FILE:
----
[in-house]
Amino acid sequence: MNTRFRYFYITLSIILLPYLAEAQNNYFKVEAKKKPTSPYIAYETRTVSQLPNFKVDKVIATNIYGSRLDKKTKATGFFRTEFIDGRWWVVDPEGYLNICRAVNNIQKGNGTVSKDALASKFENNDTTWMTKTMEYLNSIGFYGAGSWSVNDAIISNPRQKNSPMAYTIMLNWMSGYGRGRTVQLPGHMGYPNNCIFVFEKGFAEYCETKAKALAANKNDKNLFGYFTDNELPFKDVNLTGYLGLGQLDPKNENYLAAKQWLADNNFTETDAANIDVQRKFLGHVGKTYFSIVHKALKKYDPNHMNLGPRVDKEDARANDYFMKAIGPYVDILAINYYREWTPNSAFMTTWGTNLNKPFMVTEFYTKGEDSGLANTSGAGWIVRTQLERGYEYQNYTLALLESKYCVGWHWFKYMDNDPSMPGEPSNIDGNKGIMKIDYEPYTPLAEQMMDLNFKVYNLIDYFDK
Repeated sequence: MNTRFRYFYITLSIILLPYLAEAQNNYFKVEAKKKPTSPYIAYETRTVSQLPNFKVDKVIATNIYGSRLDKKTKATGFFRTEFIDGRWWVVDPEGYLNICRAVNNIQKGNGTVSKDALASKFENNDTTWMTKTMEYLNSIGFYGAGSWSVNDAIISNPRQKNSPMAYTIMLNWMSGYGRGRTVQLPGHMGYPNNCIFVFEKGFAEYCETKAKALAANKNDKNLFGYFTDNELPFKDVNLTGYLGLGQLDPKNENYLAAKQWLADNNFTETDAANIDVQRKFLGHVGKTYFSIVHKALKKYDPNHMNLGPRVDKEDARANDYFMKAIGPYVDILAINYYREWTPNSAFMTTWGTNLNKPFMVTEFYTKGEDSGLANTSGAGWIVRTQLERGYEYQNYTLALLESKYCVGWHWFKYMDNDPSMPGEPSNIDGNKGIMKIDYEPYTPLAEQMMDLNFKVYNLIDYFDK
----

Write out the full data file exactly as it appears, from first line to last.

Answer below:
[in-house]
Amino acid sequence: MNTRFRYFYITLSIILLPYLAEAQNNYFKVEAKKKPTSPYIAYETRTVSQLPNFKVDKVIATNIYGSRLDKKTKATGFFRTEFIDGRWWVVDPEGYLNICRAVNNIQKGNGTVSKDALASKFENNDTTWMTKTMEYLNSIGFYGAGSWSVNDAIISNPRQKNSPMAYTIMLNWMSGYGRGRTVQLPGHMGYPNNCIFVFEKGFAEYCETKAKALAANKNDKNLFGYFTDNELPFKDVNLTGYLGLGQLDPKNENYLAAKQWLADNNFTETDAANIDVQRKFLGHVGKTYFSIVHKALKKYDPNHMNLGPRVDKEDARANDYFMKAIGPYVDILAINYYREWTPNSAFMTTWGTNLNKPFMVTEFYTKGEDSGLANTSGAGWIVRTQLERGYEYQNYTLALLESKYCVGWHWFKYMDNDPSMPGEPSNIDGNKGIMKIDYEPYTPLAEQMMDLNFKVYNLIDYFDK
Repeated sequence: MNTRFRYFYITLSIILLPYLAEAQNNYFKVEAKKKPTSPYIAYETRTVSQLPNFKVDKVIATNIYGSRLDKKTKATGFFRTEFIDGRWWVVDPEGYLNICRAVNNIQKGNGTVSKDALASKFENNDTTWMTKTMEYLNSIGFYGAGSWSVNDAIISNPRQKNSPMAYTIMLNWMSGYGRGRTVQLPGHMGYPNNCIFVFEKGFAEYCETKAKALAANKNDKNLFGYFTDNELPFKDVNLTGYLGLGQLDPKNENYLAAKQWLADNNFTETDAANIDVQRKFLGHVGKTYFSIVHKALKKYDPNHMNLGPRVDKEDARANDYFMKAIGPYVDILAINYYREWTPNSAFMTTWGTNLNKPFMVTEFYTKGEDSGLANTSGAGWIVRTQLERGYEYQNYTLALLESKYCVGWHWFKYMDNDPSMPGEPSNIDGNKGIMKIDYEPYTPLAEQMMDLNFKVYNLIDYFDK